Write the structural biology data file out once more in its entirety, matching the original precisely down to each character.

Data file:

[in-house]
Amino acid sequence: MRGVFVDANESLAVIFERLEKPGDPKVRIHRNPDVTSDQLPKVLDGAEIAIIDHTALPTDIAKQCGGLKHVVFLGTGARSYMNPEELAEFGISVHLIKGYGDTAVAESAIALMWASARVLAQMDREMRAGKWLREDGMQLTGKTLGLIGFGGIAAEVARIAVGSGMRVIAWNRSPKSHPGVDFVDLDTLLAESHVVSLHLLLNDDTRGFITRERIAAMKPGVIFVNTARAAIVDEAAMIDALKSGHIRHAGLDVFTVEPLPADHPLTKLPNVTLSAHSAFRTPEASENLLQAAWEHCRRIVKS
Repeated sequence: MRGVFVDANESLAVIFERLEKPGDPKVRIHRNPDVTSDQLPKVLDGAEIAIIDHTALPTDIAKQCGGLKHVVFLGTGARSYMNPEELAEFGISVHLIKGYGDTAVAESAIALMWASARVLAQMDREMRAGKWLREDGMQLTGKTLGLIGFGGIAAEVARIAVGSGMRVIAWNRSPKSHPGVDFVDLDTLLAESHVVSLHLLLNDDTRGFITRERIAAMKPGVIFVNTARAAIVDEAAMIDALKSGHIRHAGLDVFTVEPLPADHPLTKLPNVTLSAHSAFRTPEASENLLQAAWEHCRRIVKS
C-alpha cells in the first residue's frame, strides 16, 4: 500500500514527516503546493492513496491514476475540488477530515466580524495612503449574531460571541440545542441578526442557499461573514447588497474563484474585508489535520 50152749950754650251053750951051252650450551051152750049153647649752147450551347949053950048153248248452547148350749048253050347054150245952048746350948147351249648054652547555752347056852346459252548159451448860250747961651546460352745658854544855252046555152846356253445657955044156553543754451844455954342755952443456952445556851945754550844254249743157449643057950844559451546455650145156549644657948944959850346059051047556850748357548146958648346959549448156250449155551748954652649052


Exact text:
[in-house]
Amino acid sequence: MRGVFVDANESLAVIFERLEKPGDPKVRIHRNPDVTSDQLPKVLDGAEIAIIDHTALPTDIAKQCGGLKHVVFLGTGARSYMNPEELAEFGISVHLIKGYGDTAVAESAIALMWASARVLAQMDREMRAGKWLREDGMQLTGKTLGLIGFGGIAAEVARIAVGSGMRVIAWNRSPKSHPGVDFVDLDTLLAESHVVSLHLLLNDDTRGFITRERIAAMKPGVIFVNTARAAIVDEAAMIDALKSGHIRHAGLDVFTVEPLPADHPLTKLPNVTLSAHSAFRTPEASENLLQAAWEHCRRIVKS
Repeated sequence: MRGVFVDANESLAVIFERLEKPGDPKVRIHRNPDVTSDQLPKVLDGAEIAIIDHTALPTDIAKQCGGLKHVVFLGTGARSYMNPEELAEFGISVHLIKGYGDTAVAESAIALMWASARVLAQMDREMRAGKWLREDGMQLTGKTLGLIGFGGIAAEVARIAVGSGMRVIAWNRSPKSHPGVDFVDLDTLLAESHVVSLHLLLNDDTRGFITRERIAAMKPGVIFVNTARAAIVDEAAMIDALKSGHIRHAGLDVFTVEPLPADHPLTKLPNVTLSAHSAFRTPEASENLLQAAWEHCRRIVKS
C-alpha cells in the first residue's frame, strides 16, 4: 500500500514527516503546493492513496491514476475540488477530515466580524495612503449574531460571541440545542441578526442557499461573514447588497474563484474585508489535520 50152749950754650251053750951051252650450551051152750049153647649752147450551347949053950048153248248452547148350749048253050347054150245952048746350948147351249648054652547555752347056852346459252548159451448860250747961651546460352745658854544855252046555152846356253445657955044156553543754451844455954342755952443456952445556851945754550844254249743157449643057950844559451546455650145156549644657948944959850346059051047556850748357548146958648346959549448156250449155551748954652649052